Alongside your Arancini, tuck into the lesser known Panelle, a fried paste of chickpea and flour, that makes a beautifully crisp starchy snack, and also some Cazzilli, deep fried potato similar to a croquette but without the breadcrumb coating (yum)!
Continuing on your wanders through the market, make a quick stop to test you Italian in a challenge to buy olives as the stalls start to melt away and the streets become visible once more. Before leaving Mercato il Capo you can quench your thirst with a stop at one of the oldest vendors in the market. Heading up a cart laden with fresh oranges and pomegranates, and decorated with photos of the cart over the decades, let the owner squeeze you a refreshing glass of orange juice by hand.
Keep your eyes peeled as you wander along nearby streets, as the residents of the apartments beside the market have developed their own home delivery system whereby their shopping baskets are lowered down from their windows to the vendors below and orders are shouted down, the precursor to online shopping!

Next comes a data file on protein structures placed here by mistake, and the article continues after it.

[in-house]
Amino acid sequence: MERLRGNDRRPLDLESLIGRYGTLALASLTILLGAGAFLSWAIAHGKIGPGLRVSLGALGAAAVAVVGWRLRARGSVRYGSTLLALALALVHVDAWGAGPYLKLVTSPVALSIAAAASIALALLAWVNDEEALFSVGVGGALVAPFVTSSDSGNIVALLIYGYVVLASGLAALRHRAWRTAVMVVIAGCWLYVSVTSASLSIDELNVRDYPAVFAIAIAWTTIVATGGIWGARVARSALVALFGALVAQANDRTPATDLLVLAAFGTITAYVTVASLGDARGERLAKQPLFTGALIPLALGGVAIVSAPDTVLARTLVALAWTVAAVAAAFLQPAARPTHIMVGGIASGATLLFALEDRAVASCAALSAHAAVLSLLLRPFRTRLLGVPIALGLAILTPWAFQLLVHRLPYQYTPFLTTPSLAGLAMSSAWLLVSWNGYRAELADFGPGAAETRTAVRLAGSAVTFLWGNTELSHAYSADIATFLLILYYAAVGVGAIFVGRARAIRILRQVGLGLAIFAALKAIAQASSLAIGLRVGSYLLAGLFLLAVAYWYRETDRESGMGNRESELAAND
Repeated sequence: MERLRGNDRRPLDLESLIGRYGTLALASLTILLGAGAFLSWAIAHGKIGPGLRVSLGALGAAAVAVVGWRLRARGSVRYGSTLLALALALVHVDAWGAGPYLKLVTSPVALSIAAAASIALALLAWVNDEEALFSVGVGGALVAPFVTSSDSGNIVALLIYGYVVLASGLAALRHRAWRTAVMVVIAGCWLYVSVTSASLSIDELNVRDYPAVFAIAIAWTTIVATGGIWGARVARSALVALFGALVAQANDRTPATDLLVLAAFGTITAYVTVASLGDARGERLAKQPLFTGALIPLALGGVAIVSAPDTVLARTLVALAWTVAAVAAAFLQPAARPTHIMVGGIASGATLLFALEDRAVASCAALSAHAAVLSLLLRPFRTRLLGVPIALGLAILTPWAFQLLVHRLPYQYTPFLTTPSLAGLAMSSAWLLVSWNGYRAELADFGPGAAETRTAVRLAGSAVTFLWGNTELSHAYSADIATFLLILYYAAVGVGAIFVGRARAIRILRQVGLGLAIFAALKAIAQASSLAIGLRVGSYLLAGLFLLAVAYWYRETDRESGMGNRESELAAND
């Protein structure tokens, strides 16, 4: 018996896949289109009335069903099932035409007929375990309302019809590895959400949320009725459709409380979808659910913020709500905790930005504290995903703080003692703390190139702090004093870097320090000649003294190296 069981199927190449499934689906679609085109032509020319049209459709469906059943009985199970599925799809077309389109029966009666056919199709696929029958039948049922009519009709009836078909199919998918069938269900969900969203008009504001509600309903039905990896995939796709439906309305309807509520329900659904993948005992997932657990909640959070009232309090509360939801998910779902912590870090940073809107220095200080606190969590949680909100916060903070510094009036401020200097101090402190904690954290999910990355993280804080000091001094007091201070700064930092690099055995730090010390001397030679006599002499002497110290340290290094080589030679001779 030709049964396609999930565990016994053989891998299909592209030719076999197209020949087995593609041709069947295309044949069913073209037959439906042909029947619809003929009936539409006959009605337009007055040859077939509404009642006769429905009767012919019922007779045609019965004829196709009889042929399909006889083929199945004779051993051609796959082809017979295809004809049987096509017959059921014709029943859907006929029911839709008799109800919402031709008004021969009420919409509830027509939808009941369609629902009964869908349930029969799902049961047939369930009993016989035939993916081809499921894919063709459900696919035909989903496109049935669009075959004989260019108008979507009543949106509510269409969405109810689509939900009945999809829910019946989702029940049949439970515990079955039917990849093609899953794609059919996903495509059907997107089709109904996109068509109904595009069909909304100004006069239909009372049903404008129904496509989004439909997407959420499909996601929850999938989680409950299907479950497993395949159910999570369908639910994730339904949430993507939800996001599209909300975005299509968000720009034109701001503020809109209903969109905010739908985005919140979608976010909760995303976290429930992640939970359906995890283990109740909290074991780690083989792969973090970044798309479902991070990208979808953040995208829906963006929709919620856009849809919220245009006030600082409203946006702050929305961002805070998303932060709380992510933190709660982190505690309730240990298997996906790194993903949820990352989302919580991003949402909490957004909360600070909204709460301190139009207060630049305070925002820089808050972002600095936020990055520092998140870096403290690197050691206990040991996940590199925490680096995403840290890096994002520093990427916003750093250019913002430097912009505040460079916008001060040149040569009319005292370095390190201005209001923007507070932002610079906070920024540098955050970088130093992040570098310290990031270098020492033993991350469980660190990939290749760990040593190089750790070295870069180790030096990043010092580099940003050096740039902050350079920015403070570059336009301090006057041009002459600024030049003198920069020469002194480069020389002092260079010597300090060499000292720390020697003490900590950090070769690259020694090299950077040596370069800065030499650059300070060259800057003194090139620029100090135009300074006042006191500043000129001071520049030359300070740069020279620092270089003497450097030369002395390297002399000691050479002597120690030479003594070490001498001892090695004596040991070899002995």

A little further on you will find one of many Sfincionello stalls – a Sicilian style pizza (although don’t use the ‘p’ word in their prescence!). A thick dough, topped with fresh tomato, oregano, chilli and sometimes anchovies is placed into the oven underneath the stall to bake Sicily’s version of the famous Italian fare (no cheese in sight!).
Shortly you’ll find yourself in the famous Piazza San Domenico, marvelling at the stunning Convento San Domenico, before finding yourself in another of Palermo’s famous markets – Mercato Vucciria.
Stroll past some of the traditional vendors in the market, including the city’s oldest bladesmith working on his grindstone, before stopping in what can only be described as Palermo’s version of Neal’s Yard (if you’ve never been, check out this incredible cheese shop in Borough Market, London). Displaying an incredible selection of Italian cheeses, cured meats and other delights, squeeze into this small deli to purchase the final item for your Schiticchio.